On appeal from the Superior Court of New Jersey, Law Division, Monmouth County, Indictment No. 85-07-945.
NOT FOR PUBLICATION WITHOUT THE APPROVAL OF THE APPELLATE DIVISION
Before Judges R. B. Coleman and Lihotz.
Defendant Clifford J. Graf, convicted in 1986 of murder, N.J.S.A. 2C:11-3(a)(2); felony murder, N.J.S.A. 2C:11-3(a)(3); armed robbery, N.J.S.A. 2C:15-1; third-degree theft, N.J.S.A. 2C:20-3(a); and third-degree unlawful possession of a handgun without first having obtained a permit to carry same, N.J.S.A. 2C:39-5(b) and N.J.S.A. 2C:58-4, appeals pro se from the Law Division's denial of his fourth petition for post-conviction relief (PCR). We affirm.
On March 7, 1986, the trial judge sentenced defendant to an aggregate term of life imprisonment plus four years with a thirty-two year period of parole ineligibility. We affirmed defendant's conviction in an unpublished opinion, State v. Graf, No. A-3940-85 (App. Div. April 14, 1988). The Supreme Court denied defendant's petition for certification, State v. Graf, 113 N.J. 337 (1988).
In 1989, defendant's first petition for PCR was denied by the Law Division. We remanded for an evidentiary hearing, at the conclusion of which the PCR court determined that trial counsel had not been ineffective. In an unpublished opinion, we affirmed the denial of defendant's PCR petition. State v. Graf, No. A-2928-92 (App. Div. Feb. 6, 1996). The Supreme Court denied defendant's petition for certification. State v. Graf, 144 N.J. 589 (1996).
Defendant also filed an application in the United States District Court for the District of New Jersey seeking a writ of habeas corpus. That application was denied on October 31, 1997. Graf v. Pinchak, No. 97-10-98 (D.N.J. Oct. 31, 1997).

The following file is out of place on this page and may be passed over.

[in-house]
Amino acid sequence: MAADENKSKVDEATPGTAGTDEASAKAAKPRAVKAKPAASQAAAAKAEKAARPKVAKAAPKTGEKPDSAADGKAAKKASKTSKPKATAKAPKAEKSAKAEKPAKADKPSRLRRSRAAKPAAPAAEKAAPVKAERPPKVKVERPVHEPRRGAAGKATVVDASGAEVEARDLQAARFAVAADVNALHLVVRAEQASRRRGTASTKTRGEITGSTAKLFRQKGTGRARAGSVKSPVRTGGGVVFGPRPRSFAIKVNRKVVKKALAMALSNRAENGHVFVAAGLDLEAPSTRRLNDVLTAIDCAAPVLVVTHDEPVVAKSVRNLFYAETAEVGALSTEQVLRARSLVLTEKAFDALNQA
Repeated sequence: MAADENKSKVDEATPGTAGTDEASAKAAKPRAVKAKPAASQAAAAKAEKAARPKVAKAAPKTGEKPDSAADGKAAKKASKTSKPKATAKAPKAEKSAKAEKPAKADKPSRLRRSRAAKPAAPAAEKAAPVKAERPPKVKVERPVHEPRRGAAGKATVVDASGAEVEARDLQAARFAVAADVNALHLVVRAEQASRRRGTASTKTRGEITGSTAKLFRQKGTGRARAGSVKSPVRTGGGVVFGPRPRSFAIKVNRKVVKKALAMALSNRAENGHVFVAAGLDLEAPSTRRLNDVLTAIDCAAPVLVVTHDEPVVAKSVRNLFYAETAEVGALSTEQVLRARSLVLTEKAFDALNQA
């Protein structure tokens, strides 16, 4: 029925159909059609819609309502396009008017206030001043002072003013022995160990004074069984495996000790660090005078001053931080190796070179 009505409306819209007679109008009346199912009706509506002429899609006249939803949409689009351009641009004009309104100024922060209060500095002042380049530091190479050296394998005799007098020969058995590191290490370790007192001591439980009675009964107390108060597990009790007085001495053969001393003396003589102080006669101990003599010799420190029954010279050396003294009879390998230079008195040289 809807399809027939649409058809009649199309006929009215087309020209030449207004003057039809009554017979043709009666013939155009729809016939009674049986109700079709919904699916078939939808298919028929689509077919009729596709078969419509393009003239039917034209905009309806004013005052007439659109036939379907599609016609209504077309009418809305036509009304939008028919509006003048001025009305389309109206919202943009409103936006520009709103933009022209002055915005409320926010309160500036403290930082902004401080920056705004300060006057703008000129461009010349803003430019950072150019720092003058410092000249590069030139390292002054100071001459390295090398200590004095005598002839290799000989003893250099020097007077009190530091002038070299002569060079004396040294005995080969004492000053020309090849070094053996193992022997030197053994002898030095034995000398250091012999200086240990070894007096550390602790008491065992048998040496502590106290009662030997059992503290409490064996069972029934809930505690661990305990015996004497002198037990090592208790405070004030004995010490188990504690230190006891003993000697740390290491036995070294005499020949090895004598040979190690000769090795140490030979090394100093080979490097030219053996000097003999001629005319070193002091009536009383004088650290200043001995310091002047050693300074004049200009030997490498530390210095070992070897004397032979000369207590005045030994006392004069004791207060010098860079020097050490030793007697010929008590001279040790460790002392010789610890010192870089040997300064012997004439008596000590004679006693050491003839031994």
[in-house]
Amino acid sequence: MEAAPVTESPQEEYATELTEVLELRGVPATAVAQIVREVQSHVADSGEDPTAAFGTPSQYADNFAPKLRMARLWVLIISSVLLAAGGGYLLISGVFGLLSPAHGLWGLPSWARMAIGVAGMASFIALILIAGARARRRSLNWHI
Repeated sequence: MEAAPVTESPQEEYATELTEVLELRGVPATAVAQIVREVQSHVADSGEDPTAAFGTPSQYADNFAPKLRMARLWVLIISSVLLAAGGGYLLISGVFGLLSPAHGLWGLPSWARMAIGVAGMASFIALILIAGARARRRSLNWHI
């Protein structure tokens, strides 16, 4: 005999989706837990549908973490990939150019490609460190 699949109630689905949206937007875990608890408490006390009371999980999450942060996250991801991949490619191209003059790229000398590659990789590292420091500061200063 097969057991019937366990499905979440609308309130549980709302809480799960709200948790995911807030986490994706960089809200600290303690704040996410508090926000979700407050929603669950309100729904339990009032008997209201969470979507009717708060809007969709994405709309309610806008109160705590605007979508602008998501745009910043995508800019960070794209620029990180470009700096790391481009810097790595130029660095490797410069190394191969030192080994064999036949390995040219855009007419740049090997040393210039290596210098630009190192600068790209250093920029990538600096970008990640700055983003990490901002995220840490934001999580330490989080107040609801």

On January 21, 1998, defendant filed his second petition for PCR. The Law Division concluded the petition was procedurally barred and dismissed it. We affirmed in an unpublished opinion, State v. Graf, No. A-3434-98 (App. Div. June 26, 2000), following which certification was denied by the Supreme Court. State v. Graf, 169 N.J. 605 (2001).
Defendant filed two federal habeas corpus applications, which were dismissed in due course.*fn1 In the interim, on August 31, 2007, defendant filed a third petition to correct an illegal sentence related to the imposition of consecutive terms. After a hearing, the Law Division denied the petition, reasoning that a Yarbough*fn2 violation does not give rise to an illegal sentence. We heard the matter on the excessive sentencing calendar and affirmed the denial of the petition. State v. Graf, No. A-3387-07 (App. Div. Apr. 29, 2009).
Defendant then filed this petition for PCR, which the Law Division denied on November 16, 2009. Judge Ira E. Kreizman concluded that defendant's petition was time-barred pursuant to Rule 3:22-12, since it was filed more than twenty years after his direct appeal and eighteen-years after the five-year filing period had expired. The judge explained that defendant's sentencing claims, including the asserted violation of Yarbough by double-counting aggravating factors and the not stating separate reasons for imposing consecutive sentences, were not cognizable on PCR as they amounted to excessive sentencing claims, rather than illegal sentencing claims. See State v. Flores, 228 N.J. Super. 586, 588 (App. Div. 1988) (concluding that allegations of improper consideration of aggravating and mitigating factors and consecutive sentencing guidelines were not cognizable on PCR), certif. denied, 115 N.J. 78 (1989). Judge Kreizman also rejected defendant's argument that the time bar should be relaxed due to defendant's excusable neglect, given that he was unaware of a violation of his sentence until recently. The judge analogized defendant's argument to ignorance of the law, which is not excusable neglect. See State v. Mitchell, 126 N.J. 565, 579 (1992). The judge further found that the time bar should not be relaxed in the interest of justice, and observed that "defendant seems to be filing a petition for ineffective assistance of counsel to just receive a second bite at arguing his excessive sentence which was, and should have been, argued on appeal."
In his pro se brief on appeal, defendant raises the following arguments:
POINT I: THE PCR COURT ERRONEOUSLY DENIED GRAF THE ...